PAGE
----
*Translation of this post by Jane Kats.*

A building set from peas and toothpicks is a simple and winning proposition. I can keep building from it myself again and again, inventing new structures every time.

You can make platonic solids, or you build a house or a rocket, a bird or an animal.

This is my favorite setup – where a free-style creative activity provides “development” on its own, without additional directions or instructions.

If you decide to build a cube, you will figure out the angles at which you have to put in the toothpick into the pea in the process of building. If you want to build an octahedron like the kid next to you, you will have to study it carefully, understand the shape of its faces and count its edges, figure out the angles at which the toothpicks connect.

For our math festivals, we soak 9-11 pounds of peas and buy more than 20 thousand toothpicks!

And like with any other building material or construction set, if there is a lot of it and many builders, then the buildings turn out more interesting than when there are only one or two builders.

When one person starts building a multistory building, her neighbors also get inspired to build something similar.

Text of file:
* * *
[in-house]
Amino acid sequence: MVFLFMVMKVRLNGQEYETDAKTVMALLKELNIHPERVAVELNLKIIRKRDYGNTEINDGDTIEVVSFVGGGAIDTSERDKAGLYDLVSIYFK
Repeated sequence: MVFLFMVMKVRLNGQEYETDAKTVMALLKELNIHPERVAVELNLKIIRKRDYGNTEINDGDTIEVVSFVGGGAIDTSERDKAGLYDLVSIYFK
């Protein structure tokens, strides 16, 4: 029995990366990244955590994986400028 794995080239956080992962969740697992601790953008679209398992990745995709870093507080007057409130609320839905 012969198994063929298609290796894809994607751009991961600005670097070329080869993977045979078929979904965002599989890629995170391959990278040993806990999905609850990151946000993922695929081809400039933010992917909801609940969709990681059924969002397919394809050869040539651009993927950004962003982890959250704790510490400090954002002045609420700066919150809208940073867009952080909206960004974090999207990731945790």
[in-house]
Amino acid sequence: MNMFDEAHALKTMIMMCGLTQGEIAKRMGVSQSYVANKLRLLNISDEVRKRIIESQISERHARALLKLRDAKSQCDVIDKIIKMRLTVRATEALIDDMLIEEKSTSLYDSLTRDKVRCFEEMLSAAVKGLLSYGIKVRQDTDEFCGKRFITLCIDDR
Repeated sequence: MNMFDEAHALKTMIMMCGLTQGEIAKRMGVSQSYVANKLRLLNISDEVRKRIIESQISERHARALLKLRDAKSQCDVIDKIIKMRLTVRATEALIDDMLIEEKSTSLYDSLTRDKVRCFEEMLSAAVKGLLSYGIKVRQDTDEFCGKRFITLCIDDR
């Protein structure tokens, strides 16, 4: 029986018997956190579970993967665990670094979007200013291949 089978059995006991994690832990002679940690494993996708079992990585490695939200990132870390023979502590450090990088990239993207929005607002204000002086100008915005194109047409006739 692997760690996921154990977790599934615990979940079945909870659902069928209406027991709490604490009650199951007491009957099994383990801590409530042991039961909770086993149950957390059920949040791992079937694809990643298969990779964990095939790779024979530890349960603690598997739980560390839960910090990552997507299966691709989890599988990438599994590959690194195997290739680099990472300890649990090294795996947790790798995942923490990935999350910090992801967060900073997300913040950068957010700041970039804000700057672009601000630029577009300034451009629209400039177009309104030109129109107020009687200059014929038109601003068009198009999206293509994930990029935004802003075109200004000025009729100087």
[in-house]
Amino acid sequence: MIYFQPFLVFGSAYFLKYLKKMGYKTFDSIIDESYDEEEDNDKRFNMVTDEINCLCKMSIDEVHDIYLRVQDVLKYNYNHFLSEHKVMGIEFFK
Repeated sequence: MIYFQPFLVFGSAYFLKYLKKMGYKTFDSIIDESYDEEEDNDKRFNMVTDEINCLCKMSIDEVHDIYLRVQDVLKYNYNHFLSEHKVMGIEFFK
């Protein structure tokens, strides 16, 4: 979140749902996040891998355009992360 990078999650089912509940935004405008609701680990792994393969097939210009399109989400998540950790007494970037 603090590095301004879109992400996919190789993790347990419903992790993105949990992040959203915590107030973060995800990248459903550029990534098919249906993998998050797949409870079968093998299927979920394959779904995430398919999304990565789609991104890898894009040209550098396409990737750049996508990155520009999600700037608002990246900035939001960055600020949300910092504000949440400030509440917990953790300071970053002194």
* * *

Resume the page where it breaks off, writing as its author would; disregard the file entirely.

the buildings are growing

building houses is a good place to start!

some windmills appear

and rockets

and dinosaurs!

a tetrahedron and an octahedron

a crown

Parents are also excited to build with the kids.

The structures aren’t fitting on the dedicated tables and shelves anymore!

We have had this station at many of our math festivals and we aren’t tired of it! Some children stay with the toothpicks and chickpeas for over an hour. The parents get tired and try to move on, but the child continues his experiments with shapes and angles. Don’t rush them, they are learning math!

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About aofradkin

I enjoy thinking about presenting mathematical concepts to young children in exciting and engaging ways.